In 2012, suitability and "know your customer" (KYC) rules will expand with FINRA rule 2111. This rule will effectively expand liability for recommendations of strategy. Over the years, investment advisors have been taught to know the customer's suitability, objectives, time horizon and risk tolerance, and to limit speculative or aggressive recommendations based on information from the customer. With the new rule 2111, brokers may be liable for their product and service recommendations which are part of a strategy. A strategy could include tax, retirement, investments, funds, or even estate planning. Therefore, a registered adviser may want to make better use of CPA advice or licensed attorneys.[11] "New FINRA Rule 2111 generally is modeled after former NASD Rule 2310 (Suitability) and requires that a firm or associated person "have a reasonable basis to believe that a recommended transaction or investment strategy involving a security or securities is suitable for the customer, based on the information obtained through the reasonable diligence of the member or associated person to ascertain the customer's investment profile".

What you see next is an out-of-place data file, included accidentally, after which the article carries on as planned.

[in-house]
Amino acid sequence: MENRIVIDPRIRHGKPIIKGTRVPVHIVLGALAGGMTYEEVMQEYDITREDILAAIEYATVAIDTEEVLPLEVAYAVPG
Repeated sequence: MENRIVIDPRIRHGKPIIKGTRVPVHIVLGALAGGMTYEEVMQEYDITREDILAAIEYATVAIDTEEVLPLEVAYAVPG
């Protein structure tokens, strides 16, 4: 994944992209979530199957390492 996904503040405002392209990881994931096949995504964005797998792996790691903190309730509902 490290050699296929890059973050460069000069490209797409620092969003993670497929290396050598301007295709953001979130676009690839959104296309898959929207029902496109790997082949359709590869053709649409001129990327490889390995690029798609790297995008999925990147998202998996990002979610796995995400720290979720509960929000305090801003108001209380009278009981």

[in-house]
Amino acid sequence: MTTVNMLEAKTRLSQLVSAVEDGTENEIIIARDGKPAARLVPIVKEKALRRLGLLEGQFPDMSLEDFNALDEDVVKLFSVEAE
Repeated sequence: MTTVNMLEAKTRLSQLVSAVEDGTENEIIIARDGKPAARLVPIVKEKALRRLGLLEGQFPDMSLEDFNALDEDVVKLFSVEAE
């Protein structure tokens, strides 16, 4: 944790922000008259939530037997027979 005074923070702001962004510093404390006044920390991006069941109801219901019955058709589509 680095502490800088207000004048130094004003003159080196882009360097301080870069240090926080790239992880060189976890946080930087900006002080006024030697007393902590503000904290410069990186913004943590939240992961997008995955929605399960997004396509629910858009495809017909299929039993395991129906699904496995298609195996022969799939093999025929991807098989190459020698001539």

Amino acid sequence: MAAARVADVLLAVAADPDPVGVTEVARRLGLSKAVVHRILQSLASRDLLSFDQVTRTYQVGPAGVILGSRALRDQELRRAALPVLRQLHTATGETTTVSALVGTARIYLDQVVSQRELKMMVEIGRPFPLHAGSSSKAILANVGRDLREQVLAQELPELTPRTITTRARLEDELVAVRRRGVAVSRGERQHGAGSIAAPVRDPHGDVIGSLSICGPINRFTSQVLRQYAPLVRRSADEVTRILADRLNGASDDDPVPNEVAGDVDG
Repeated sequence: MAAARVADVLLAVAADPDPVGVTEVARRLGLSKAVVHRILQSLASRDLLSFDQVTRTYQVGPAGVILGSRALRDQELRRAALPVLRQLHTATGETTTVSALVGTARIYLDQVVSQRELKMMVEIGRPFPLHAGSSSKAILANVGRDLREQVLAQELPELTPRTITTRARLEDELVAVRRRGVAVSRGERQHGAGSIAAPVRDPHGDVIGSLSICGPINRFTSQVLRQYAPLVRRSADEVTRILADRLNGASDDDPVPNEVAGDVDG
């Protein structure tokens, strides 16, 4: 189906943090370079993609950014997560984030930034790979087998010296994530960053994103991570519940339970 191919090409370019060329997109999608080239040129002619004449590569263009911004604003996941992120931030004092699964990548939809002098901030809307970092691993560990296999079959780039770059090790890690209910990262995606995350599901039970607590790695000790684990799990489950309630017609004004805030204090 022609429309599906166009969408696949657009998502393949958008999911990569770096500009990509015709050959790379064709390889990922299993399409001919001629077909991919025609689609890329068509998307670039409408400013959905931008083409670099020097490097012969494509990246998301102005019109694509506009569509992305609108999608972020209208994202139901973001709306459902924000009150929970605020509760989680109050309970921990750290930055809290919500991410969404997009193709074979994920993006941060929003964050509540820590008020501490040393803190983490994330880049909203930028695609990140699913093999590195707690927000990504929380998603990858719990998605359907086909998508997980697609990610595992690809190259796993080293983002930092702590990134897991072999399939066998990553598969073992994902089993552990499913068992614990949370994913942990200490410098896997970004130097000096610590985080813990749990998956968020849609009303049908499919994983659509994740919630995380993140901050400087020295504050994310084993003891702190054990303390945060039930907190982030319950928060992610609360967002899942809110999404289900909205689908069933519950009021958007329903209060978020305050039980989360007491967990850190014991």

Following are some of the more substantive changes under FINRA's new "know your customer" (KYC) rules :

  • Firms' and brokers' efforts to get to know their customers are now expressly governed by a reasonableness standard.
  • Firms' and brokers' KYC obligations are now limited to knowing (i) their customers, and (ii) the authority of each person acting on behalf of their customers.